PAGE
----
Author(s): Sheri Chinen Biesen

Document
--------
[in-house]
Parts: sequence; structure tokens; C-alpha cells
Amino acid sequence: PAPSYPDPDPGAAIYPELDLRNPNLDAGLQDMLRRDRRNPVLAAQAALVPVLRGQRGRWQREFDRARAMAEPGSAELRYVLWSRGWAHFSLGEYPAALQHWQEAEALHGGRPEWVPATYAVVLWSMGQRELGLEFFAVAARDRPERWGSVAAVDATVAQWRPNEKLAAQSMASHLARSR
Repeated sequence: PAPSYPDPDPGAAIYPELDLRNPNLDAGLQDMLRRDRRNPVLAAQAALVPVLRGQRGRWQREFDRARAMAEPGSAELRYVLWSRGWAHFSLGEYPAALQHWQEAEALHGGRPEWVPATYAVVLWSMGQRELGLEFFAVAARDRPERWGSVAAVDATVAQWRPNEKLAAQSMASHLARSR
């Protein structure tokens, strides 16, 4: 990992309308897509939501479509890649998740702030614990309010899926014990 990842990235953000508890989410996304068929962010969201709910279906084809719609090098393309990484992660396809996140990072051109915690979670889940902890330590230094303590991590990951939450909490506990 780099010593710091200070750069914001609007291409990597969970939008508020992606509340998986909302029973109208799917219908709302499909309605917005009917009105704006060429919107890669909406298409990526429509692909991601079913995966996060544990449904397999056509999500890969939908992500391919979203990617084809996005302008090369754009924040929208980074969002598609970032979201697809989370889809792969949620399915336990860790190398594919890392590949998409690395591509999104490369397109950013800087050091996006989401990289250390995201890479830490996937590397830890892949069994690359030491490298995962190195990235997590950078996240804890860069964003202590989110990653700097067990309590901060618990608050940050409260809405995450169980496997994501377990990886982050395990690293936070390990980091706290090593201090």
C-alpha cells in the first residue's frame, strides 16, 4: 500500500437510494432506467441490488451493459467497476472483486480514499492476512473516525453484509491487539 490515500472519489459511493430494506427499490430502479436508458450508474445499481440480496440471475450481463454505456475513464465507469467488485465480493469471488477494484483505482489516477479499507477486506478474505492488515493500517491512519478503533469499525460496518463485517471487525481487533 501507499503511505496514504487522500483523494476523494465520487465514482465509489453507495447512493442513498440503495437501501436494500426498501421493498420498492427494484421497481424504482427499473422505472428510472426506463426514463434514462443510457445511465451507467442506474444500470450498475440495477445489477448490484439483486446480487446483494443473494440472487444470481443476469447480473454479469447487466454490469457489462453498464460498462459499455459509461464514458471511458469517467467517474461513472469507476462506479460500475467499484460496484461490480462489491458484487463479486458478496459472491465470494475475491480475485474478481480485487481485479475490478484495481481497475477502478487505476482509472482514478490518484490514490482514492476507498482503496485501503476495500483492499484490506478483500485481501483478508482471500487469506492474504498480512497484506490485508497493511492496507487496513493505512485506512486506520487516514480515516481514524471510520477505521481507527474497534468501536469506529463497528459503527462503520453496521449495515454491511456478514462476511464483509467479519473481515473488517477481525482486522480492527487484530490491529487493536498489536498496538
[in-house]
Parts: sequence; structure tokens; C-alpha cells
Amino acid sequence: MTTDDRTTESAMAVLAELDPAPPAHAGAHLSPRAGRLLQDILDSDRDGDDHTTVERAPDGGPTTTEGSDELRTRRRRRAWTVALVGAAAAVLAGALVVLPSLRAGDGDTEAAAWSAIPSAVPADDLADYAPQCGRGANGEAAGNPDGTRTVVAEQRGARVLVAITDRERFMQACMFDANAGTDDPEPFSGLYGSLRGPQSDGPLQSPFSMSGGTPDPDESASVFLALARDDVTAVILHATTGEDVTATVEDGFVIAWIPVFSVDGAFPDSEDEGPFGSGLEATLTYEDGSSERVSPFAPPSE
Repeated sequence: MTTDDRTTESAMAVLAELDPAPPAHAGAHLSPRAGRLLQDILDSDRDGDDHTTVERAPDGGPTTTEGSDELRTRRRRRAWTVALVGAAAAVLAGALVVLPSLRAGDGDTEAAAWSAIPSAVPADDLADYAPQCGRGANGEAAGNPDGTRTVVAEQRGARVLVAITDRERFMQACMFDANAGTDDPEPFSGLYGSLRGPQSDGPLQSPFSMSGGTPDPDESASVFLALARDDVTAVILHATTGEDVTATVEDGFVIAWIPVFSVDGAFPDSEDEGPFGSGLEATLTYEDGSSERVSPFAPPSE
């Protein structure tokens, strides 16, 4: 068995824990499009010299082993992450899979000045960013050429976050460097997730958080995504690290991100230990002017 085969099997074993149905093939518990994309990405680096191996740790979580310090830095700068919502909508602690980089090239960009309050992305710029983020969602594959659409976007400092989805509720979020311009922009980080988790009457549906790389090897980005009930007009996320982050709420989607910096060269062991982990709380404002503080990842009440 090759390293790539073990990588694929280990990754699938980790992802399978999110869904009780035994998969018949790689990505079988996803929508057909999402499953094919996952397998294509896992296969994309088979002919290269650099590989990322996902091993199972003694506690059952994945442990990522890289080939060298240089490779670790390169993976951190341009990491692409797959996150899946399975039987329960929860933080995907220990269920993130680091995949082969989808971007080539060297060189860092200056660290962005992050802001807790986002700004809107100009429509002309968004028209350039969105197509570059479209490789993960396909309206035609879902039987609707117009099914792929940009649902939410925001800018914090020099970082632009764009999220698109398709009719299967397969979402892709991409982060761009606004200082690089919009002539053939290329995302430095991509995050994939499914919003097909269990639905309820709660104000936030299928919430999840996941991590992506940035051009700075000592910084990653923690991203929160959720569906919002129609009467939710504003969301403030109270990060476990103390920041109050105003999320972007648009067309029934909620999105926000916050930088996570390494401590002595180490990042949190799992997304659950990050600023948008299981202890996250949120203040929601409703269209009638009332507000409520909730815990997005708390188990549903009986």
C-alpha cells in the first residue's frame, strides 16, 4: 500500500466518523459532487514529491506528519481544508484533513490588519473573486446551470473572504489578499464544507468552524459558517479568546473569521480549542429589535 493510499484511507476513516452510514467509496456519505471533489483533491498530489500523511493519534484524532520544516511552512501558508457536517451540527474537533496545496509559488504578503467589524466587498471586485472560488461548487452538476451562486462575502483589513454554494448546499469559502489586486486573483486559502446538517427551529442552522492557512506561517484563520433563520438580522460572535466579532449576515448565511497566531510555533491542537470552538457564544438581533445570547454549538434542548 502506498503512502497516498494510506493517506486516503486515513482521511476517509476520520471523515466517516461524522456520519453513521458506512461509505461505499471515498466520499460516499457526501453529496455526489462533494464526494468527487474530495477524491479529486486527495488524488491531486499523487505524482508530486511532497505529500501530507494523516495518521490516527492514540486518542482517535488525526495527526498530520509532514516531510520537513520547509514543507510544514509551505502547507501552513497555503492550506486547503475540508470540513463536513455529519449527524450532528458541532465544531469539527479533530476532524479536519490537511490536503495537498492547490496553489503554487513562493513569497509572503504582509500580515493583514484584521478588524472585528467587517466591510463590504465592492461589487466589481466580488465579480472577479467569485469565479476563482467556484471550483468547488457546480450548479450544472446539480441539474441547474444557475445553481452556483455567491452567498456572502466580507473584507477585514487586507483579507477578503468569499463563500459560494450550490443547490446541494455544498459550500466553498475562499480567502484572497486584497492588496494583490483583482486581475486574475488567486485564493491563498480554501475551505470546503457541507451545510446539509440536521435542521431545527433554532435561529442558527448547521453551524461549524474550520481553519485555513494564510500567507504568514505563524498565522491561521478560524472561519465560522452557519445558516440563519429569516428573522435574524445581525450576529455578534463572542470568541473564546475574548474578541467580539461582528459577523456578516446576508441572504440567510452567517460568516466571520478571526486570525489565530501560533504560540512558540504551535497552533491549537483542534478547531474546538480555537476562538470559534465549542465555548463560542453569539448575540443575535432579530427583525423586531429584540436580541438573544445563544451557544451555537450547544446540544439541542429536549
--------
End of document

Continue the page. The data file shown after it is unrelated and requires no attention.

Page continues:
Film Censorship is a concise overview of Hollywood censorship and efforts to regulate American films. It provides a lean introductory survey of U.S. cinema censorship from the pre-Code years and classic studio system Golden Age'in which film censorship thrived'to contemporary Hollywood. From the earliest days of cinema, movies faced controversy over screen images and threats of censorship. This volume draws extensively on primary research from motion picture archives to unveil the fascinating behind-the-scenes history of cinema censorship and explore how Hollywood responded to censorial constraints on screen content in a changing American cultural and industrial landscape. This primer on American film censorship considers the historical evolution of motion-picture censorship in the United States spanning the Jazz Age Prohibition era, lobbying by religious groups against Hollywood, industry self-censorship for the Hays Office, federal propaganda efforts during wartime, easing of regulation in the 1950s and 1960s, the MPAA ratings system, and the legacy of censorship in later years. Case studies include The Outlaw, The Postman Always Rings Twice, Scarface, Double Indemnity, Psycho, Bonnie and Clyde, Midnight Cowboy, and The Exorcist, among many others.